"A river and an island"

Translation:En å och en ö

November 27, 2014

This discussion is locked.


Nice sentence :D


This reminds me of the time when Swedes and Finns had an argument which one had a more beautiful language. It was decided that the dispute would be but in front of an international jury. The jury made a sentence in English and then they would hear it in Finnish and Swedish.

The sentence was a poetic one: "Island, island, grassy island; grassy island's maiden."

The Finnish person stepped forward and said in a clear and proud voice: Saari, saari, heinäsaari; heinäsaaren morsian. (Google doesn't quite do it justice but you can listen to the sentence here: https://translate.google.com/#fi/en/Saari%20saari%20hein%C3%A4saari%3B%20hein%C3%A4saaren%20morsian.)

After that it was the Swede's turn. And the jury got to hear this: Ö ö, hö-ö; hö-öns mö. The result is not in yet because the jury has still not stopped laughing.


Yeah but I need to hear also the Swedish version :)


Absolutely evil for listening exercises.


Provincial language: "Å i åa ä e ö" (And in the river there is an island)


why is 'ett älv och en ö' not accepted? Ett älv means a river, right?


Sure, but it's en älv, not ett. :)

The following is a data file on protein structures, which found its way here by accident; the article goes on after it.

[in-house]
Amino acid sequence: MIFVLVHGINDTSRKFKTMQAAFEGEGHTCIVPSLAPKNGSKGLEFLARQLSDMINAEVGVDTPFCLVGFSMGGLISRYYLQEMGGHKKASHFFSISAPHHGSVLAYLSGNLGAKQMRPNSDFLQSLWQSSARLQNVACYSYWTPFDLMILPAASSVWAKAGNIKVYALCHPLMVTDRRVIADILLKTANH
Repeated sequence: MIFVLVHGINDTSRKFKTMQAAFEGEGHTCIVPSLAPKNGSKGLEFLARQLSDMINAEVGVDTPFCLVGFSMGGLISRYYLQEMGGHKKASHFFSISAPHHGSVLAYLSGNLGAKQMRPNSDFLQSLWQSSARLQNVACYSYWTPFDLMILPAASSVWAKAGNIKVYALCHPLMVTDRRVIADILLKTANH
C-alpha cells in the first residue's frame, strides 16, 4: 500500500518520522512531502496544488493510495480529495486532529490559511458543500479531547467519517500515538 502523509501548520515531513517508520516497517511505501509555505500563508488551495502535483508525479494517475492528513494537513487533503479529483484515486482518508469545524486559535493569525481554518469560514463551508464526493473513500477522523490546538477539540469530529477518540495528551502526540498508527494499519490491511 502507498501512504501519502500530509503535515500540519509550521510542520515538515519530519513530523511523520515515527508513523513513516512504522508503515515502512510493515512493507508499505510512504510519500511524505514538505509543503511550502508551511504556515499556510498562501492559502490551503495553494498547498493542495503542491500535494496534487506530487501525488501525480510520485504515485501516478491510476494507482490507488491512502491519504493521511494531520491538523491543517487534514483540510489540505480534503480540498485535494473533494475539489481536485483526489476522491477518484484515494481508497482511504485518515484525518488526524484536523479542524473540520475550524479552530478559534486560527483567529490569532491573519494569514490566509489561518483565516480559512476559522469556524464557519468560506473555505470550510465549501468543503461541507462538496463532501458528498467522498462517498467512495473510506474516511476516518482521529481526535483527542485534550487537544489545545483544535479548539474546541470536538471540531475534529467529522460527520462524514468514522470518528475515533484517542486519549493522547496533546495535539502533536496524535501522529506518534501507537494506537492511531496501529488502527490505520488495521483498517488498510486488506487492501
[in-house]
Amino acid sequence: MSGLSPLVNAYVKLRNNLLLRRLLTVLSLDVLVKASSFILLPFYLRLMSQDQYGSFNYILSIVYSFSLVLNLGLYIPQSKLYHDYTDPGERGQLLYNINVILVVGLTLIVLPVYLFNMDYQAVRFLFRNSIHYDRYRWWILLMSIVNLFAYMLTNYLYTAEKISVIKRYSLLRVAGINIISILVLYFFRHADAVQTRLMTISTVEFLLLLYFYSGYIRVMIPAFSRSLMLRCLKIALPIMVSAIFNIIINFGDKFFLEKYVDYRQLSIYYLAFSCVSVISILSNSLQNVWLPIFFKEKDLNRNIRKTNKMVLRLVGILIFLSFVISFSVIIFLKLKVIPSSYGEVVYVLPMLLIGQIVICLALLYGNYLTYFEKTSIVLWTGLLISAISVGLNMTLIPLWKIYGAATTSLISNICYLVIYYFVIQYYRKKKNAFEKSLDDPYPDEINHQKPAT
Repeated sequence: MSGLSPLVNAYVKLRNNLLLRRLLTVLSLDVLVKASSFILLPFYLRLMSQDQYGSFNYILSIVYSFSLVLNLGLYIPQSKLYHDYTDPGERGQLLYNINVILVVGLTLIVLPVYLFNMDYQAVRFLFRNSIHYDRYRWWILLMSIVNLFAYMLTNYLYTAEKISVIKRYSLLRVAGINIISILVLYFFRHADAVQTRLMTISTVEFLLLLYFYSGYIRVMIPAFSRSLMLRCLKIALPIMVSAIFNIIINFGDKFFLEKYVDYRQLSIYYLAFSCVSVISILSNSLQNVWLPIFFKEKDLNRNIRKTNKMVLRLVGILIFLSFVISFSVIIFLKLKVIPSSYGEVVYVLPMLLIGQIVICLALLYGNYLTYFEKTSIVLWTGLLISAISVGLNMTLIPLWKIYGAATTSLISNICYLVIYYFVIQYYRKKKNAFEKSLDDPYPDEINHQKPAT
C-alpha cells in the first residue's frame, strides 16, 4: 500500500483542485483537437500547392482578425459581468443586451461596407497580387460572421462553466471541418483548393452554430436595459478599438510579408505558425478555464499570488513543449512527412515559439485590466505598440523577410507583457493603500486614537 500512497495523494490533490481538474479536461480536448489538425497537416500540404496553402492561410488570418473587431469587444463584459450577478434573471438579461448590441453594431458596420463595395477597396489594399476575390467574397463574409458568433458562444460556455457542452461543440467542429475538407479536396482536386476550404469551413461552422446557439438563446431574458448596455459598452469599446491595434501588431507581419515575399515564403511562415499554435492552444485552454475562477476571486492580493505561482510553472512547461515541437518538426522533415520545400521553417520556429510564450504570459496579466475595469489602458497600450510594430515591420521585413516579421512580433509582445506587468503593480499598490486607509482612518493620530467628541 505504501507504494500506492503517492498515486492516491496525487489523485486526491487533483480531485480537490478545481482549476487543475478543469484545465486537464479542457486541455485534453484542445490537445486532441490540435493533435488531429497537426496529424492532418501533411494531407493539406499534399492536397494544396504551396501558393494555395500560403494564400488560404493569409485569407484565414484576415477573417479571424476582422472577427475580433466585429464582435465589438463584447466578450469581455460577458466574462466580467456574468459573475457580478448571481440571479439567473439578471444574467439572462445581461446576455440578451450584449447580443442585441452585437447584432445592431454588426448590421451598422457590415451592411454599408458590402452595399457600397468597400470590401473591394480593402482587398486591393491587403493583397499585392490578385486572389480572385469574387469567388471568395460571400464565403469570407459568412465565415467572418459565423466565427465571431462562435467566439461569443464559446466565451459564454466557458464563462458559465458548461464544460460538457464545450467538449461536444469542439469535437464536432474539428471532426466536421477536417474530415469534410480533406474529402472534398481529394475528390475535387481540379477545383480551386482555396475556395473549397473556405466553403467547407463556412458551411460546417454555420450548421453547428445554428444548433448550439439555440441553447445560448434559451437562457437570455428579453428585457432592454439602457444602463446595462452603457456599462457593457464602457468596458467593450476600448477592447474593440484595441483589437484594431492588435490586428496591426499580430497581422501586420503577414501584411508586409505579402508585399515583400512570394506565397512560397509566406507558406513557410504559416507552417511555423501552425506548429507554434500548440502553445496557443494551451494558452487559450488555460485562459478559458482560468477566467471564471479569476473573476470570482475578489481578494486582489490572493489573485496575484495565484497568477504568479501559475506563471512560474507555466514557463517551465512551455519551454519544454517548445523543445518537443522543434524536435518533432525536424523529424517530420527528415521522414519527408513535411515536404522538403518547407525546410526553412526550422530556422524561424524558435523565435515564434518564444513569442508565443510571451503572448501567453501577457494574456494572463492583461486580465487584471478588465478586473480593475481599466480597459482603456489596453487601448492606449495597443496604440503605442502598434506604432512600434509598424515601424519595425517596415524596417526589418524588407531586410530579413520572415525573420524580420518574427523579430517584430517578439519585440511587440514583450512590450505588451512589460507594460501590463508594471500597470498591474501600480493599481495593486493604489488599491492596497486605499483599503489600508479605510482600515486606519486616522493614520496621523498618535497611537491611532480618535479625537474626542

I en å är en ö All your dotted letters in a simple sentence


What is the difference between "å ", "flod" and "älv"?


Size and custom, mostly. An å is smaller than the others. A flod is generally more of an umbrella term - it's very common to describe waters, but rare in actual names of (Swedish) rivers. An älv is typically a river with rapids in the northern half of Sweden.


Tack för ditt svar. Does it makes sense to consider it like in German it will be: å - Bach; flod - Strom (Wasserstrom); älv - Fluss?


I would be very cautious in making direct comparisons with German. There are just so many exceptions - and we have words like bäck and ström as well. And then there are differences within both Swedish and Germany, particularly when it comes to dialects or very old names (which brooks and rivers tend to have).


In Germany there is also the word "Aa" which means a little creek, it could maybe be the same as "å"? "Bach" is almost the same as "Aa", used in different regions. There is also the word "Strom". If you are not living there (I mean it also for Sweden) it is pretty difficult to understand the exacltly meaning and the differences.


Yes, I know. I'm half German and I understand both the language (and Platt), so my cautiousness is based on what I know from experience. :)

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